A group of University of Iowa MBA students got the chance Friday to hang out with Warren Buffett, the billionaire investor commonly known as the “Oracle of Omaha.”
Despite being the second-richest person in the world, according to Forbes magazine, the Berkshire Hathaway CEO came off as genuine and humble, said Dave Deyak, the assistant dean to the UI’s full-time MBA program.
“Sometimes you have this vision of these celebrity figures when you meet them. In this case, he was very authentic, very down to earth,” Deyak said by phone during their return trip. “I think that’s probably one of the keys to his success.”
For the past 11 years, the UI’s MBA program has gone on the trip to Omaha, Neb., invited by Buffett’s company. The group of 21 students, along with students from other universities, toured two of Buffett’s businesses, Nebraska Furniture Mart and jeweler Borsheims.
They later had a lunch — paid for by Buffett’s company — of steak, potatoes and green beans at Anthony’s Steakhouse, served with Coke. Berkshire Hathaway is Coca-Cola’s largest shareholder.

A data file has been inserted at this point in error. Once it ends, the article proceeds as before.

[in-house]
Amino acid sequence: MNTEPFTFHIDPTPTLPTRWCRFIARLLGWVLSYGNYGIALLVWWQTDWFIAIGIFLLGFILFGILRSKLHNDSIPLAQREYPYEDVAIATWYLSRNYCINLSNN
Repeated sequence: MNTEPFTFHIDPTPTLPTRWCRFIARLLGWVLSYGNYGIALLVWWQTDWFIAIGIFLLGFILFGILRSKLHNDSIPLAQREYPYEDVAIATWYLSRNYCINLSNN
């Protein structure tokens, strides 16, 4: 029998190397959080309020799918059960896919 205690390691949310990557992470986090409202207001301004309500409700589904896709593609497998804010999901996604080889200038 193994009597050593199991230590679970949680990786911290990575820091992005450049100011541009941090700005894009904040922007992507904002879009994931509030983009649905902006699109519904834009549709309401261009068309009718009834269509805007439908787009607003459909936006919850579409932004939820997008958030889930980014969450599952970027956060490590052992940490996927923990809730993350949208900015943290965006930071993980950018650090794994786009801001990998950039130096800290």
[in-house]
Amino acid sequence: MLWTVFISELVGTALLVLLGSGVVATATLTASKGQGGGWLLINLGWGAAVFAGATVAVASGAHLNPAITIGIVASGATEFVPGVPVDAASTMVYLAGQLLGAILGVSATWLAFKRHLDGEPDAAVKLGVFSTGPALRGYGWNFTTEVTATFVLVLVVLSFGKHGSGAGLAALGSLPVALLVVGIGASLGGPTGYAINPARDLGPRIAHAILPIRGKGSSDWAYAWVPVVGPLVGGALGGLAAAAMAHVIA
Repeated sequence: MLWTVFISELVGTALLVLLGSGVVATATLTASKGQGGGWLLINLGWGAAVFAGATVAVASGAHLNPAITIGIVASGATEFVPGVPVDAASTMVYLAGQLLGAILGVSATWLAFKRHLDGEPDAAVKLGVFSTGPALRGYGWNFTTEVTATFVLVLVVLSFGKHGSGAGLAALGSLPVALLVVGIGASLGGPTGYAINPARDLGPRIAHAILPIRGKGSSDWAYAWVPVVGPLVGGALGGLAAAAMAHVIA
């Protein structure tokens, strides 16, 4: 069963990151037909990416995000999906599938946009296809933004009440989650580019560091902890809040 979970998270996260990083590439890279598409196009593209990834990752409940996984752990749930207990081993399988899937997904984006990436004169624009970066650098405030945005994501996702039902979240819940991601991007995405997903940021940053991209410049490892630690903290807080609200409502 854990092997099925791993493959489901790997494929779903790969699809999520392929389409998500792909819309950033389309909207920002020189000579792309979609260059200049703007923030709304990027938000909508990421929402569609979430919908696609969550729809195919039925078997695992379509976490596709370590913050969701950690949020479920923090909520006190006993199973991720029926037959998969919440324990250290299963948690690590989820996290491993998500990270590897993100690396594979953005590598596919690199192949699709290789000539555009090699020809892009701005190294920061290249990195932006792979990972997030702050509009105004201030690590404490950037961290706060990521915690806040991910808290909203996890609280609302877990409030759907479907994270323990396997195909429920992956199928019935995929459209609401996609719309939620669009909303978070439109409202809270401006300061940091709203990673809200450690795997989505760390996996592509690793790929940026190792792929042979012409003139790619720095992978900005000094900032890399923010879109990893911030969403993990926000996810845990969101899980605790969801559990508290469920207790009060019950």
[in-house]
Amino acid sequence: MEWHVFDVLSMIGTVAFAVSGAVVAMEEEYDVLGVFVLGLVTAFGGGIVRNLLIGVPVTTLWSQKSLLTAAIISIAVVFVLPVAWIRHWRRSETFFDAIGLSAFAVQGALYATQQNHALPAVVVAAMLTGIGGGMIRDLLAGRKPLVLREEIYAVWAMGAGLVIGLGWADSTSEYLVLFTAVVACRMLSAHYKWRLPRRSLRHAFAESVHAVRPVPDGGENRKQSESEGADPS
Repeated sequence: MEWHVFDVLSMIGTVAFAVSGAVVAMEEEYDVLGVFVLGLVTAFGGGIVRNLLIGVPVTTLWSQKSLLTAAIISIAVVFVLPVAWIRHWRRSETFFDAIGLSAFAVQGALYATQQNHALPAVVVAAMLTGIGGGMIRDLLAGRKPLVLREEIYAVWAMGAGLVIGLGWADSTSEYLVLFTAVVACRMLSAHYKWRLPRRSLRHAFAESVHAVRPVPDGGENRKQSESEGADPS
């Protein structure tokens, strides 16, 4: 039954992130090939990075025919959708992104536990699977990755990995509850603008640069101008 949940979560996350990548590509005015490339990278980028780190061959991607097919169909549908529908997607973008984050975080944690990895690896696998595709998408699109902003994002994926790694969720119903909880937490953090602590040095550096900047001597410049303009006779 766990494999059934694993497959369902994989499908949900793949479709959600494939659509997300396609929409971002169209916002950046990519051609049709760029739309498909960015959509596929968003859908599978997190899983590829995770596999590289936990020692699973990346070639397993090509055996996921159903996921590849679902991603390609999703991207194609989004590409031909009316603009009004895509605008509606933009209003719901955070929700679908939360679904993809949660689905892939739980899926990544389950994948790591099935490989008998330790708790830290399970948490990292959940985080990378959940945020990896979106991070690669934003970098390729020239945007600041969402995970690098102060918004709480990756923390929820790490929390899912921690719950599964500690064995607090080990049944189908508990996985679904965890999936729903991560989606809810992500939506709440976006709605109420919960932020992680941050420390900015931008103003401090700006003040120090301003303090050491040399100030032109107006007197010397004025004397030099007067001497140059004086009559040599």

A question-and-answer session with Buffett ran the gamut of topics, Deyak said, with most of the investor’s advice focusing on life lessons. For example, Buffett said, “The most important decision you make is deciding who that person is you’ll marry,” and “You should always try to surround yourself with people who are better than you because they’ll help you rise,” Deyak recalled.
“He’s definitely a part of the Omaha community and he’s been able to do all of these things and really remained grounded. I think that’s a very valuable lesson for our students,” Deyak said.
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Ryan Johnstone, a first-year MBA student at UI, said common themes from Buffett’s talk struck a chord, such as making sound investments and not taking stupid risks.
“A lot of companies will take on debt to finance different types of assets ... . One thing Berkshire does is they’re very averse to taking on debt,” Johnstone said. “If you’re already in a position where you’re making money for your investors and your shareholders, why take the risk?”
Johnstone also said he was impressed with how Buffett, at 86, is “still clearly the sharpest mind in the room.”
“He can give you specific names, acts, numbers just off the cuff. It’s incredible,” Johnstone said. “There’s a reason why he’s been as successful as he has. He has every tool available in his arsenal.”
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